Monday, May 03, 2010

Javier Marías: Bad Nature, or With Elvis in Mexico

Eli S. Evans reviews  Javier Marías' Bad Nature, or With Elvis in Mexico.

At first glance, Javier Marías’ short novella (or long short story) Bad Nature, or With Elvis in Mexico—originally published serially in 1996 in Spain’s El País newspaper—appears little more than a put on, a dashed-off throwback by a Marías who had already reached literary maturity, if not yet the all but uncontested international reverence he enjoys today, to the pastiche of his early, adolescent novels: the absurdist tale of one Ruibérriz de Torres who, from an indeterminately contemporary present, recalls the trip he took to Mexico at the age of twenty-two (just past adolescence himself) to work as Spanish language consultant to Elvis Presley during shooting for the film Fun in Acapulco.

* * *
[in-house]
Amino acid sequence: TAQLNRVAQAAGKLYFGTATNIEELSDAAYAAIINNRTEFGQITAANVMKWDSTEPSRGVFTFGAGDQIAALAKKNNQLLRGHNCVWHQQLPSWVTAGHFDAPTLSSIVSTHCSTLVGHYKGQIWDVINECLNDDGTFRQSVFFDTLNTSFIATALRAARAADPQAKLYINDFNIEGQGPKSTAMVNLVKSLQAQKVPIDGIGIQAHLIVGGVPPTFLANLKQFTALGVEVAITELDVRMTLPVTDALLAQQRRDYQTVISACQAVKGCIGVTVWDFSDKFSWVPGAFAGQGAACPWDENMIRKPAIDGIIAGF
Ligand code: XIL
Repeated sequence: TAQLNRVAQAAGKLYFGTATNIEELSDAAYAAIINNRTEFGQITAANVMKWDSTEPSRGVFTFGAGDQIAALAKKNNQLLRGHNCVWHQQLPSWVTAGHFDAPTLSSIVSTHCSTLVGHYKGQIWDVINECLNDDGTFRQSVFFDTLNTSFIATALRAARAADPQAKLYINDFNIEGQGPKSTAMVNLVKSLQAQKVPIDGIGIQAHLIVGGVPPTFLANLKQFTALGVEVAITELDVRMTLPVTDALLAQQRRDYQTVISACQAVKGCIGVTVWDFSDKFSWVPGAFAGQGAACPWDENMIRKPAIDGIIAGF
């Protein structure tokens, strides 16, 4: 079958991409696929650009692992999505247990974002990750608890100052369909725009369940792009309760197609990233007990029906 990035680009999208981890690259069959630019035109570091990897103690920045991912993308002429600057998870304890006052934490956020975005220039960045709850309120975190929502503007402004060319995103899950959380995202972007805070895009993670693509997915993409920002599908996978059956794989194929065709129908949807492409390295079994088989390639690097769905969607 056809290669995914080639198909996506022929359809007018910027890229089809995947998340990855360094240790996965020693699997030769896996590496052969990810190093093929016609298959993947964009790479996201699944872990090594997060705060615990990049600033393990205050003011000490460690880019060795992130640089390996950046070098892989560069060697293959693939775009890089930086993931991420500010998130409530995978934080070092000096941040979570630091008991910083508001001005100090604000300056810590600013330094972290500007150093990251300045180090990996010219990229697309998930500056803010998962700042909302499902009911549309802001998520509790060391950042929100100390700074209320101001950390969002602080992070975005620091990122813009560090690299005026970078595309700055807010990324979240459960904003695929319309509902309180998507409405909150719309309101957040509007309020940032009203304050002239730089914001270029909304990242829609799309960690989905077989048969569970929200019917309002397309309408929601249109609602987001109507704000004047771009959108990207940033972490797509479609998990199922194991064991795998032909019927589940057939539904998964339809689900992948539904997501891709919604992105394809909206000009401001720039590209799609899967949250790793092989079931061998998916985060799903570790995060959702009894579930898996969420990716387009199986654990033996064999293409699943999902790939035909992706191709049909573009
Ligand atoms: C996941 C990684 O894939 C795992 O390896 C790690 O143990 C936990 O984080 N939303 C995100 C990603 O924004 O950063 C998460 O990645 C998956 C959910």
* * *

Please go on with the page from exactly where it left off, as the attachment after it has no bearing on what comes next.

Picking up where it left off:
But what seems a mere literary inside joke initially, and perhaps even to the author himself—in the epigraph, Marías dedicates the short novella, or long short story, to “someone who’s laughing in my ear”—reveals itself, upon closer examination, to be a good deal more. Clocking in at fifty-seven rather diminutive pages in its recently released English translation, an elegant gold and white paperback the size of a folded napkin and nearly as slender, Bad Nature performs a virtually Borgesian distillation of, if not the entire literary universe—as is the case in some of the best of Borges’ stories—then at the very least the entirety of Marías’ personal literary universe: the “Yoknapatawpha of the mind,” as Wyatt Mason described it in 2005, that the Spanish novelist has been mapping, in a single voice, over years and across novels.
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